Are you looking to start your own painting business or expand your already existing painting business? If so, you should begin to consider how to protect the intellectual property of your business. It can be difficult as a business owner to consider intellectual property as a vital aspect of your business. Moreover, it can be even more difficult to find the money and time required to firstly, identify your intellectual property, and secondly, seek legal advice concerning how it can be protected. Thankfully, by having an understanding of the aspects of intellectual property law that are most relevant to your business, you can prioritise protecting the most vulnerable parts of your business.
What is intellectual property?
Intellectual property is an all-encompassing term that is seen in both Australian and international law. Within intellectual property are a number of further categories, such as trademarks, patents, copyright, trade secrets, etc. However, you need not worry about all of these categories for your painting business, as you will predominately be dealing with trademarks.
A trademark is a mark that a business uses to distinguish its product from that of any competition. Therefore, it can be in the form of a sign, symbol, word, lettering, number, smell or colour that has the purpose of distinguishing a product. Trademarks are essential for any business that wishes to build a rapport with its customers, as it denotes the quality of the work you have done. Furthermore, it is your trademark that separates your painting business and your work from that of the competition, as without it, your work would be indistinguishable from that of any other.
How can I protect my trademark?
Many business owners find it surprising that a trademark is not automatically protected at law. Even if a business has been using a brand for decades, it will still not be protected unless you go through a particular process. This process is known as trademark registration, and will be essential in ensuring the protection of the intellectual property of your painting business.
In order for your trademark to be protected by Australian and international law, it must be registered with IP Australia. Sadly, the process of registration of a trademark can prove to be a long and rather arduous one. However, this is not an excuse to put registration on the backburner. Every day you delay could be the day someone else chooses to register your trademark for themselves, thereby preventing you from using your trademark ever again.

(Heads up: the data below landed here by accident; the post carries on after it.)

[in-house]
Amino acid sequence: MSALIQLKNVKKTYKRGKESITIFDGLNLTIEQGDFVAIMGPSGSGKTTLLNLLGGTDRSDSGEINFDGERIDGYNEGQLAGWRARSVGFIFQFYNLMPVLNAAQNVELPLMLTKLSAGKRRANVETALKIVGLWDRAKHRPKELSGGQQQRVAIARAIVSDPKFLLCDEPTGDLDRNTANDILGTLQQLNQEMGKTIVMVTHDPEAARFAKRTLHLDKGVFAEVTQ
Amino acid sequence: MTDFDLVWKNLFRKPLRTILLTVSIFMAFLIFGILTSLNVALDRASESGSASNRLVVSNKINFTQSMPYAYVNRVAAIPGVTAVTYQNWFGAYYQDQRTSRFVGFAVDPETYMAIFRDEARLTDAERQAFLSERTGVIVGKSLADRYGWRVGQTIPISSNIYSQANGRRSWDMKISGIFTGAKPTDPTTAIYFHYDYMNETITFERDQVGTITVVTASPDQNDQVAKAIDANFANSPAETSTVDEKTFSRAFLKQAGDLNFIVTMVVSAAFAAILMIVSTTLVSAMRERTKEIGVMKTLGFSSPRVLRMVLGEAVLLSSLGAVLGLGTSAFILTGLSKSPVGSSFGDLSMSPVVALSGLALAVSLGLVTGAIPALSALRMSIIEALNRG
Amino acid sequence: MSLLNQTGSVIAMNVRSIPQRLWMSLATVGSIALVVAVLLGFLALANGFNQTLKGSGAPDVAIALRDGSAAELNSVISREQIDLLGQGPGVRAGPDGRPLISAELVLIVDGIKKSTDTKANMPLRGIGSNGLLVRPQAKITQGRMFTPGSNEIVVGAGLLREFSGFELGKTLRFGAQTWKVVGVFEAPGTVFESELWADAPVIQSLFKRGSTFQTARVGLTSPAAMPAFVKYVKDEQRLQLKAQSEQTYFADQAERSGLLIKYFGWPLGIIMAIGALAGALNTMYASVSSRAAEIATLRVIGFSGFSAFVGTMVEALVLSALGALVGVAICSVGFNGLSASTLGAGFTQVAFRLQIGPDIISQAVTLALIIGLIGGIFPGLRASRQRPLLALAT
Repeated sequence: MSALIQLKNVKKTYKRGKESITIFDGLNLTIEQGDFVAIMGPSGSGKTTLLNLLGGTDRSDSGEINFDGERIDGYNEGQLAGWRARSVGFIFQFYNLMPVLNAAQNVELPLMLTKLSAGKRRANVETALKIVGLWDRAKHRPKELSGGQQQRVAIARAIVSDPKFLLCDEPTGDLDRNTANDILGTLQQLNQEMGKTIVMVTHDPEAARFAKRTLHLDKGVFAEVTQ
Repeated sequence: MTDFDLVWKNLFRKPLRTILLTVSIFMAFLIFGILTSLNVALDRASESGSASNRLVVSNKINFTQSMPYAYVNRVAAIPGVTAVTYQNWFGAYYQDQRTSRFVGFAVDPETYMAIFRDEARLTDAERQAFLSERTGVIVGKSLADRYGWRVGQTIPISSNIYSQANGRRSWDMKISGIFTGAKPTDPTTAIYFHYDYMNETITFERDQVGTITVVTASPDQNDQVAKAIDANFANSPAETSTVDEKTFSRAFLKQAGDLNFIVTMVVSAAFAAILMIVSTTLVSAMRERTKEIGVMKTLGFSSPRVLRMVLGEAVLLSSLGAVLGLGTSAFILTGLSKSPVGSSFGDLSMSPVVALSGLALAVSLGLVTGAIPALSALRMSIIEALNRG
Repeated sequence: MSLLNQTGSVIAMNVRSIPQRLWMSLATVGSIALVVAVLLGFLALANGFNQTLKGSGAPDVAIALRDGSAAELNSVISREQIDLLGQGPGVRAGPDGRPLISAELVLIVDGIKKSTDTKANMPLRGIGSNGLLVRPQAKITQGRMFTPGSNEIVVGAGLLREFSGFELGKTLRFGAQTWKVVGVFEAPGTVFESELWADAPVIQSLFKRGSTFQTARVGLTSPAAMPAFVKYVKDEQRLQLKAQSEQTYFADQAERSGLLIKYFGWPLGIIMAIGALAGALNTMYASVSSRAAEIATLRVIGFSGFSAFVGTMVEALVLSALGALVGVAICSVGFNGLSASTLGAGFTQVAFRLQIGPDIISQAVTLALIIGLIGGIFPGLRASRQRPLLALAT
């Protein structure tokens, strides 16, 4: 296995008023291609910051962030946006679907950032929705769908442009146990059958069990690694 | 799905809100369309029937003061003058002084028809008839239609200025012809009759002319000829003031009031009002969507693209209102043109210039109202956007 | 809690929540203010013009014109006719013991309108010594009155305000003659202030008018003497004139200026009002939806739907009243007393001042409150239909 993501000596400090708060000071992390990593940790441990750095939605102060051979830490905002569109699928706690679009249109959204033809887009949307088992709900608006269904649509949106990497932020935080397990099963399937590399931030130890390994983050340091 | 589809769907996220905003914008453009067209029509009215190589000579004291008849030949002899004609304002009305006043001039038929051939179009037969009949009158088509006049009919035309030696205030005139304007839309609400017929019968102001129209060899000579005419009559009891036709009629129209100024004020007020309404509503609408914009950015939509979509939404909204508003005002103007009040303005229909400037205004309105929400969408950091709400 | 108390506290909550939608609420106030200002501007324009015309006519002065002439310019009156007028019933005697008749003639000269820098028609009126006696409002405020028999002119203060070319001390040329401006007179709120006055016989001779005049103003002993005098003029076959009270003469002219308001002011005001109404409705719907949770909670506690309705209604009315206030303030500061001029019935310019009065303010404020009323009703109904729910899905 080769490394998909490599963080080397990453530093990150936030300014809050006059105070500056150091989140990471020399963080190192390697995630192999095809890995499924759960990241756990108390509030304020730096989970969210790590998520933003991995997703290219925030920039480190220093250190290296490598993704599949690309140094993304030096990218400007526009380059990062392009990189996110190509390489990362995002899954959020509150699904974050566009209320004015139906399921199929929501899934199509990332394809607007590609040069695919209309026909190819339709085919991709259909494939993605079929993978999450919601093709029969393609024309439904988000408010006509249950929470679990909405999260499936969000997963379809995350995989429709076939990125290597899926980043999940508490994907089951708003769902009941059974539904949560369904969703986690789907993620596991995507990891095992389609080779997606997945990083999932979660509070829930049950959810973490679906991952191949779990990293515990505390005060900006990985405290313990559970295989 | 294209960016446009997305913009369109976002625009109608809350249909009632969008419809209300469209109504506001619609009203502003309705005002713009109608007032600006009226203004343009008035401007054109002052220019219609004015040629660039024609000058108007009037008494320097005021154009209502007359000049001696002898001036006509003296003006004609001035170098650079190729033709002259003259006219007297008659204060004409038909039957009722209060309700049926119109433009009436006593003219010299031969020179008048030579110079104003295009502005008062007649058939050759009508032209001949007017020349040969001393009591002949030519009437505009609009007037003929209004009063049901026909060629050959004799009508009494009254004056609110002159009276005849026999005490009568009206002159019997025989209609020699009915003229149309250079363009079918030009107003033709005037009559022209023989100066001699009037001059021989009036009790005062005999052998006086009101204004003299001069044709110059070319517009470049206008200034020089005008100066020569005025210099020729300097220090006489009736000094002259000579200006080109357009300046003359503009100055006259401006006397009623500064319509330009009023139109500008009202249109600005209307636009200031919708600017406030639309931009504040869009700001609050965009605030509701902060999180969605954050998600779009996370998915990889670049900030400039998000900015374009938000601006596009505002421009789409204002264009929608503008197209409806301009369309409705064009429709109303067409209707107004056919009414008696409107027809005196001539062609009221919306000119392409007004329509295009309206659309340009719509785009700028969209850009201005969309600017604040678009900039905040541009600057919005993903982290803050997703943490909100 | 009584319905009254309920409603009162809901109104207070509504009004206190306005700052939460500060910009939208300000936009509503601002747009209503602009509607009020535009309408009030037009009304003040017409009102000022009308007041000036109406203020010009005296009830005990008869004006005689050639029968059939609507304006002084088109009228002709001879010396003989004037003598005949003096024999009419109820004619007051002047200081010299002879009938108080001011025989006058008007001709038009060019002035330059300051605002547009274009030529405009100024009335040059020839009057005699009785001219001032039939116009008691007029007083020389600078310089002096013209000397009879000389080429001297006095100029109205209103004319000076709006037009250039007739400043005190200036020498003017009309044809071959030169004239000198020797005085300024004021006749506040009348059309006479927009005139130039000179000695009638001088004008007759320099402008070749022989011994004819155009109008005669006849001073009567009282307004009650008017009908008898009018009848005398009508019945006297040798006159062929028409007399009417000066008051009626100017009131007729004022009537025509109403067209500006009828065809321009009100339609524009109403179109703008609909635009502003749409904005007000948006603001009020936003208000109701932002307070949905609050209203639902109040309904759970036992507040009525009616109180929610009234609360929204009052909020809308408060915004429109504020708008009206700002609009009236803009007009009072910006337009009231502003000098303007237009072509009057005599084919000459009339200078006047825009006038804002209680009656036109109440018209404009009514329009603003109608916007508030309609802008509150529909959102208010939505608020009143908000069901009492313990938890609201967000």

Can I register my own trademark?
The short answer to this question is yes – of course, you can. However, without prior legal experience it can prove to be a very difficult undertaking indeed. Australia is a signatory to a number of international conventions concerning intellectual property and trademarks. As such, it is possible that your trademark will be compared not only to ones here in Australia but to those used overseas. Also, it might be the case that some other business chooses to challenge your registration of a trademark by stating that yours is too similar to theirs.
Consequently, as the owner of a painting business, it is sound practice for you to seek legal advice before you go through with the registration process. By doing this, you could save yourself a great deal of time any money, and possibly receive some advice on how to make your trademark appropriate for registration. Also, you would have someone familiar with your business were another business to challenge the registration of your trademark with IP Australia.
If you are looking to start your own painting business or expand your already existing painting business, you should begin to consider how to protect the intellectual property of your business. Although intellectual property is a broad term, you should start to protect the most valuable intellectual property of your business by registering your trademark(s) with IP Australia. However, this can prove to be a difficult task for any business owner. Therefore, it would be beneficial for your business to seek the advice of a legal professional before you begin this process.
For more information on protecting the intellectual property of your business, feel free to call LegalVision for a fixed-fee quote.